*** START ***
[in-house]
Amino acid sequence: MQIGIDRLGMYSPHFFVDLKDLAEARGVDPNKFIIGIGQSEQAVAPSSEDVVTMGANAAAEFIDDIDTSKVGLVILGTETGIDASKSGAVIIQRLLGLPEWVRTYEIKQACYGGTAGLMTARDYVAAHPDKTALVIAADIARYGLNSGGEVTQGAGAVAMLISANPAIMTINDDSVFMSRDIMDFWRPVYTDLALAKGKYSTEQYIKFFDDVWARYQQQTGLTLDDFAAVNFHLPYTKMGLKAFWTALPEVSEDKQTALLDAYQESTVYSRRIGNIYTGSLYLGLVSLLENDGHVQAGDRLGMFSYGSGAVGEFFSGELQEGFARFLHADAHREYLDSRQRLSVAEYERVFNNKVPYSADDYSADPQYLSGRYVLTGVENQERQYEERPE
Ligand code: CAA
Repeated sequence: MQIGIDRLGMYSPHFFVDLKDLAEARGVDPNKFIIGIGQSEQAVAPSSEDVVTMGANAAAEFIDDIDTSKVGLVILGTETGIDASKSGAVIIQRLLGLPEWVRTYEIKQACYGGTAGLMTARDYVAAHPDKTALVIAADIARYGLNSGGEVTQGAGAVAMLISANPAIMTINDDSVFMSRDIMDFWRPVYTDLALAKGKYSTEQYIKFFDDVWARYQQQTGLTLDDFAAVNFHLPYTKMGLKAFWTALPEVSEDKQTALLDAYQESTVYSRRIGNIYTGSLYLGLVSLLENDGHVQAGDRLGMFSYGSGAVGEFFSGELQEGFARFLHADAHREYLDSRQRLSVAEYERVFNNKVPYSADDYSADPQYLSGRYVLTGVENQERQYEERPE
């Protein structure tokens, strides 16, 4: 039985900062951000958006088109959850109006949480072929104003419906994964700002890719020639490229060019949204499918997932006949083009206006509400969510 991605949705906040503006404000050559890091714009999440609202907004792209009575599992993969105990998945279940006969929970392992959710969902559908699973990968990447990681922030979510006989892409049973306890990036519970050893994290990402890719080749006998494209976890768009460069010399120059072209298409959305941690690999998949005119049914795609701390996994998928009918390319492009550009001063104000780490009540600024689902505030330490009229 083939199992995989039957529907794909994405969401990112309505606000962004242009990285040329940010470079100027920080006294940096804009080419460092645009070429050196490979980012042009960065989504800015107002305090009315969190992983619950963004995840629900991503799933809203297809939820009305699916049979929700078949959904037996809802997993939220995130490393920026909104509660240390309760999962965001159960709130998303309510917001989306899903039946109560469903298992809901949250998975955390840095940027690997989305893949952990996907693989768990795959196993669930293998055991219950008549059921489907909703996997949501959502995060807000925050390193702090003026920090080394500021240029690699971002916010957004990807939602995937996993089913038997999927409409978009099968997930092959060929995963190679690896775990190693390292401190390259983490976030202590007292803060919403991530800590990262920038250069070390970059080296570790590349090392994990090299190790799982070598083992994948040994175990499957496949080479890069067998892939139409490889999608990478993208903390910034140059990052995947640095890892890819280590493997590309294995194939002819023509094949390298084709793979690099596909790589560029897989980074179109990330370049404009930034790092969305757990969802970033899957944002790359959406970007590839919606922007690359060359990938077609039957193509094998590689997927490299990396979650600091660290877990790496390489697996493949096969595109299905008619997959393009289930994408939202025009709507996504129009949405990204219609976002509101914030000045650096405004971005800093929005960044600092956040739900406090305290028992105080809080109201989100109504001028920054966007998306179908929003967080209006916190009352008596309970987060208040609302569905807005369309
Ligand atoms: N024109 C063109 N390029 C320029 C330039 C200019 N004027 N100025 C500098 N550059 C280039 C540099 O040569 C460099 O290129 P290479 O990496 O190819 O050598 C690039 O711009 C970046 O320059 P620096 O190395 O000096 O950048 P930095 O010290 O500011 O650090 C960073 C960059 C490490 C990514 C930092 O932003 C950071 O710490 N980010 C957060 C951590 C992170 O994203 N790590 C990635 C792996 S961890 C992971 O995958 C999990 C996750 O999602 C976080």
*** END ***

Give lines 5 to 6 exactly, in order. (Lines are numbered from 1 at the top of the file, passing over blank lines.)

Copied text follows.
């Protein structure tokens, strides 16, 4: 039985900062951000958006088109959850109006949480072929104003419906994964700002890719020639490229060019949204499918997932006949083009206006509400969510 991605949705906040503006404000050559890091714009999440609202907004792209009575599992993969105990998945279940006969929970392992959710969902559908699973990968990447990681922030979510006989892409049973306890990036519970050893994290990402890719080749006998494209976890768009460069010399120059072209298409959305941690690999998949005119049914795609701390996994998928009918390319492009550009001063104000780490009540600024689902505030330490009229 083939199992995989039957529907794909994405969401990112309505606000962004242009990285040329940010470079100027920080006294940096804009080419460092645009070429050196490979980012042009960065989504800015107002305090009315969190992983619950963004995840629900991503799933809203297809939820009305699916049979929700078949959904037996809802997993939220995130490393920026909104509660240390309760999962965001159960709130998303309510917001989306899903039946109560469903298992809901949250998975955390840095940027690997989305893949952990996907693989768990795959196993669930293998055991219950008549059921489907909703996997949501959502995060807000925050390193702090003026920090080394500021240029690699971002916010957004990807939602995937996993089913038997999927409409978009099968997930092959060929995963190679690896775990190693390292401190390259983490976030202590007292803060919403991530800590990262920038250069070390970059080296570790590349090392994990090299190790799982070598083992994948040994175990499957496949080479890069067998892939139409490889999608990478993208903390910034140059990052995947640095890892890819280590493997590309294995194939002819023509094949390298084709793979690099596909790589560029897989980074179109990330370049404009930034790092969305757990969802970033899957944002790359959406970007590839919606922007690359060359990938077609039957193509094998590689997927490299990396979650600091660290877990790496390489697996493949096969595109299905008619997959393009289930994408939202025009709507996504129009949405990204219609976002509101914030000045650096405004971005800093929005960044600092956040739900406090305290028992105080809080109201989100109504001028920054966007998306179908929003967080209006916190009352008596309970987060208040609302569905807005369309
Ligand atoms: N024109 C063109 N390029 C320029 C330039 C200019 N004027 N100025 C500098 N550059 C280039 C540099 O040569 C460099 O290129 P290479 O990496 O190819 O050598 C690039 O711009 C970046 O320059 P620096 O190395 O000096 O950048 P930095 O010290 O500011 O650090 C960073 C960059 C490490 C990514 C930092 O932003 C950071 O710490 N980010 C957060 C951590 C992170 O994203 N790590 C990635 C792996 S961890 C992971 O995958 C999990 C996750 O999602 C976080």